SOCI832: Lesson 2.2: Exercise

Lesson 2.2: An example

Practice Exercise


  • Can you identify the following concepts in our model/demonstration article:
    • theory & hypotheses
    • units of analysis and variable
    • dependent variable, independent variables, control variables
    • conceptualisation of a variable
    • operationalisation of a variable
    • one of each type of variable: categorical, binary, ordinal, continuous (or interval)
    • a scale or index
    • the source for the scale or index
    • evidence the scale, index, or other variables are reliable and valid

Write your answers in the Google Doc.

This is a link to the Google Doc for this week’s class.

Background: About the article

This week and next we are focusing on dissecting the following article:

Ian McAllister (2016) Internet use, political knowledge and youth electoral participation in Australia, Journal of Youth Studies, 19:9, 1220-1236, DOI: 10.1080/13676261.2016.1154936

Ian McAllister is a Profession at the ANU, and one of the leading experts on electoral behaviour in Australia. You can read more about him at these websites. Note that Google Scholar says his articles have been cited over 18,000 times.

You can download this article via this link: (it will ask for your MQ login, and then click on the “PDF” button.

The paper deals with an important problem of democratic societies: the low level of political knowledge and political disengagement of young people. It asks whether internet use – something which has been heralded as way to reinvigorate political engagement amongst the young – actually does have a positive impact on political knowledge and engagement.

The Full Dataset from the AES (don’t use this yet!)

I picked this article because the dataset for this paper is publicly available. You can download any of the Australian Election Study datasets from this page:

If you have a look around this website, you will see there are other interesting datasets too, particularly the Australian Candidate Study (a survey of candidates for the House of Representatives and Senate).

The dataset for the McAllister 2016 paper is actually the AES 2013 data.

If you go to the website for the 2013 data you will see something like Screenshot 1:

Screenshot 1: The Australian Electoral Study website for downloading the 2013 AEC data Notice there are three files to download:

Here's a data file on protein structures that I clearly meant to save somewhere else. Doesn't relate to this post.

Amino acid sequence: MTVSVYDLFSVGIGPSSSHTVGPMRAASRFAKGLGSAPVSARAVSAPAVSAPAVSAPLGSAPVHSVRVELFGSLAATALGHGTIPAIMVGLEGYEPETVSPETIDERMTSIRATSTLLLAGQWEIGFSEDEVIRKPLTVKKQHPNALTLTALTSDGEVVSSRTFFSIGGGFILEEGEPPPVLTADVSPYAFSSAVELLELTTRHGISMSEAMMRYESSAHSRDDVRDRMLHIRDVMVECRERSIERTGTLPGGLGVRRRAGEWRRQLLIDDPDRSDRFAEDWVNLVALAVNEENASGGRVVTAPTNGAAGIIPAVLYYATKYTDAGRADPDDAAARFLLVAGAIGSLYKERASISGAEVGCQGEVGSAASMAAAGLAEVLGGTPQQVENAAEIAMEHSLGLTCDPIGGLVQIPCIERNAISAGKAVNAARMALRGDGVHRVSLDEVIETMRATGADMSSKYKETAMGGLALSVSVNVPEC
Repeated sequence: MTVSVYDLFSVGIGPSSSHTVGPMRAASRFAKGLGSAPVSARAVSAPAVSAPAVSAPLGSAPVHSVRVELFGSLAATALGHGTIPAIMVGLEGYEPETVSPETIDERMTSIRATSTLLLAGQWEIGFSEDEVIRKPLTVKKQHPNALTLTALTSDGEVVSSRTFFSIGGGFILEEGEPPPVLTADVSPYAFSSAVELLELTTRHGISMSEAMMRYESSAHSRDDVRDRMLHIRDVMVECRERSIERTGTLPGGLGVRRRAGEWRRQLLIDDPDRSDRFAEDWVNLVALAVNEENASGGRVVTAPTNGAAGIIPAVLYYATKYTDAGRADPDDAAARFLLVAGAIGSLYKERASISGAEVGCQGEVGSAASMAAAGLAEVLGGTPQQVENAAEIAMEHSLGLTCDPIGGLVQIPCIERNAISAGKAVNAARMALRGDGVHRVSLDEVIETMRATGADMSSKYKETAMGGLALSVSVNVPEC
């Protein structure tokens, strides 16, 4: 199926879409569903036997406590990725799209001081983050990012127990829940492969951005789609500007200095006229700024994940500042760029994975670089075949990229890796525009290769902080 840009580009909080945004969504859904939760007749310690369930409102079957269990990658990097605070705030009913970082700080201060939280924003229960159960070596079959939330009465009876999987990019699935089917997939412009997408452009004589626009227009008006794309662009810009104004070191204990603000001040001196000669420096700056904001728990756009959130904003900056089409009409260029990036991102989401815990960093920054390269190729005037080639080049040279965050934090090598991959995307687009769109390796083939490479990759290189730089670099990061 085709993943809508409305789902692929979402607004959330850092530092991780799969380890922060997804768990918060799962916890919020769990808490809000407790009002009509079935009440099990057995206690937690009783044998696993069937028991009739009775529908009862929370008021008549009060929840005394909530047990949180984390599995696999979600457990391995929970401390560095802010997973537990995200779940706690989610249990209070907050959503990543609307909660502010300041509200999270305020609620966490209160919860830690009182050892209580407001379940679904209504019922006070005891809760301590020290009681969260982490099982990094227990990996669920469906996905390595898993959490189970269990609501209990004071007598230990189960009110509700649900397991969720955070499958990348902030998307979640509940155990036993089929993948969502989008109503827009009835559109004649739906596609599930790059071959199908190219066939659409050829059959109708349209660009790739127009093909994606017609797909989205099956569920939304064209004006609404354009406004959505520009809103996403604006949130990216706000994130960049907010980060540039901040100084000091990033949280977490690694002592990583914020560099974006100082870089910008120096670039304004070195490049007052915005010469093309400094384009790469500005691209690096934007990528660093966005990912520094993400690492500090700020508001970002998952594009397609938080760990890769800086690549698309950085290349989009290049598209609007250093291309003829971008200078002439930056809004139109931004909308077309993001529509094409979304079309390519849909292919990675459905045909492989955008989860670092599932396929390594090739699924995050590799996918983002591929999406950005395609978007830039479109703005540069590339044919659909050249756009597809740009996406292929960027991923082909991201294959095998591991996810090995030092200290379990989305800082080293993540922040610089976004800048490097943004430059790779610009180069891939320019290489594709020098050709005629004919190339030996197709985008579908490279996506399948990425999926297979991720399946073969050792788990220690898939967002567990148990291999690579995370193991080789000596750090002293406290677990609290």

1. Data (SPSS): This is the data file in SPSS format
  2. Codebook: This is the codebook for the dataset (the codebook describes all necessary information about the variables in the dataset, including the values of the variables, and their meanings.
  3. Questionnaire: This is the actual questionnaire given to the participants in the study. Feel free to download and have a look at these three files, particularly the codebook and questionnaire. 5.3.2 A simplified dataset for this class (use this when starting out!)

When preparing for this class, I’ve been reviewing the SPSS data file provided for this dataset, and honestly I think it is a bit too complex and burdensome for the purposes of teaching this class – at least for simple demonstrations. The main issues are that (1) each variable is labelled by a question number (e.g Gender has the code ‘h1’) – which makes it hard to intuitively use (you need to keep referring back to the codebook); (2) there are some complex missing data codes; (3) SPSS format – with labels – can be a bit complex in R when using them for the first time (you need to use the package ‘sjlabelled’ with SPSS data). For these reasons, I’ve prepared a simplified an easier to use version of the AES 2013 data for us to use for the purposes of this week’s exercises. This simplified dataset, and the codebook for it, can be downloaded here:

Dataset for Weeks 1 + 2 – McAllister 2016 example: (Link 1)

Codebook for Weeks 1 +2 – McAllister 2016 example: < aes 2013.html> (Link 2)